photoScientists led by a group at the College of Life Sciences, University of Dundee have made a significant discovery about how our cells properly inherit their genetic information.

The research team led by Wellcome Trust Principal Research Fellow Professor Tomo Tanaka and colleagues Dr Maria Kalantzaki and Dr Etsushi Kitamura in the Centre for Gene Regulation and Expression at the College, working in collaboration with researchers at the University of Oxford, has studied a process of `lateral linking’ by which cells can properly multiply, one of the basic processes in all life.

The researchers say their findings give an insight into how abnormal cell division ends up causing cancers and genetic diseases.

Chromosomes carry genetic information in cells. When cells divide and multiply, a complete set of chromosomes must be duplicated and separated into each new cell with precision, as any error in this process might cause cell death, cancers and genetic diseases.

Proper separation of chromosomes relies on their linking to wire-like structures in the cell. If chromosomes are linked to the wires incorrectly, that link must be removed and a correct one formed.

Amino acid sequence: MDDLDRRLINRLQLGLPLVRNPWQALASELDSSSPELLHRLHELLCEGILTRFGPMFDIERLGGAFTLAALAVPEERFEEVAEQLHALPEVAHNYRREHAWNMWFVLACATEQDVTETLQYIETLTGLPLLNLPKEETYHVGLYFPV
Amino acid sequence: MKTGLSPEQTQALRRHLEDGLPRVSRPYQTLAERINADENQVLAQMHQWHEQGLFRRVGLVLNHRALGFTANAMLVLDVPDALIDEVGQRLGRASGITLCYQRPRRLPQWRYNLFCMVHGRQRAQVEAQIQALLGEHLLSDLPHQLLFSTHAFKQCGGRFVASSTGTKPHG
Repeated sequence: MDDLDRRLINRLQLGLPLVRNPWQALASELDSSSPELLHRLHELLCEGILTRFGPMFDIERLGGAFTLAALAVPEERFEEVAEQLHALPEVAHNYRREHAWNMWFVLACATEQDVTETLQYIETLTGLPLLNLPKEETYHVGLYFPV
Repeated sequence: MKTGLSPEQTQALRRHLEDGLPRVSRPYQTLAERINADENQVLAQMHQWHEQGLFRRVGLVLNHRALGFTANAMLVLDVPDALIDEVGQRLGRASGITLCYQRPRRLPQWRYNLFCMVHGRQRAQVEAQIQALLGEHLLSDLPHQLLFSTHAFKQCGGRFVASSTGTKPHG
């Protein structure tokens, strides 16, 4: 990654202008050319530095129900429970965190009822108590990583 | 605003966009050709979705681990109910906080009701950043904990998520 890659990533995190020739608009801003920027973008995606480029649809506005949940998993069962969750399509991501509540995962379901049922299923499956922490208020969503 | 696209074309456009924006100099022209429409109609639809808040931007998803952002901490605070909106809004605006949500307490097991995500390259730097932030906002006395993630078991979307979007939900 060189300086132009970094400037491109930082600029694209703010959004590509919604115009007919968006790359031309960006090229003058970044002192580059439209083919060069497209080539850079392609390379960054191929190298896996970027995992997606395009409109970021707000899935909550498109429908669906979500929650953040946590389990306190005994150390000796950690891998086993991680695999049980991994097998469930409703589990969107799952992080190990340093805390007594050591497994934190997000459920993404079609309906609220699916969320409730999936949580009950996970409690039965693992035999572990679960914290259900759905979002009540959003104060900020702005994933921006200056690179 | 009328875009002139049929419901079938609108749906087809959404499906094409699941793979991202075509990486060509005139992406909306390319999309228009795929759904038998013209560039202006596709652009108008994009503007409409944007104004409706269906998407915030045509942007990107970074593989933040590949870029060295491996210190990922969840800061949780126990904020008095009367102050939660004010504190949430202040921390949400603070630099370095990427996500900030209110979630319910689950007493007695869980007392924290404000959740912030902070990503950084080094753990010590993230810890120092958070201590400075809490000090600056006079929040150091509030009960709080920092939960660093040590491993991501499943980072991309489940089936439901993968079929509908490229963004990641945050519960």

Professor Tanaka said, “We have discovered that a chromosome is initially linked to the lateral side of a wire, before moving to its tip. The lateral linking allows a chromosome to catch a wire very efficiently. Once a chromosome reaches the tip of a wire, incorrect linkages are recognized and removed, whereas correct ones are retained.

“As lateral thinking often helps us to find a bright idea, so lateral linking helps a chromosome to find a right wire quickly. Future research should address not only how genetic information is inherited during normal cell division but also should study how this process could go wrong.”

The results of the research are published in the journal Nature Cell Biology.

The research has been FUNDED by The Wellcome Trust, the Medical Research Council, EU’s 7th Framework Programme for Research, the European Research Council, CR-UK, the Human Frontier Science Programme and the Biotechnology and Biological Sciences Research Council.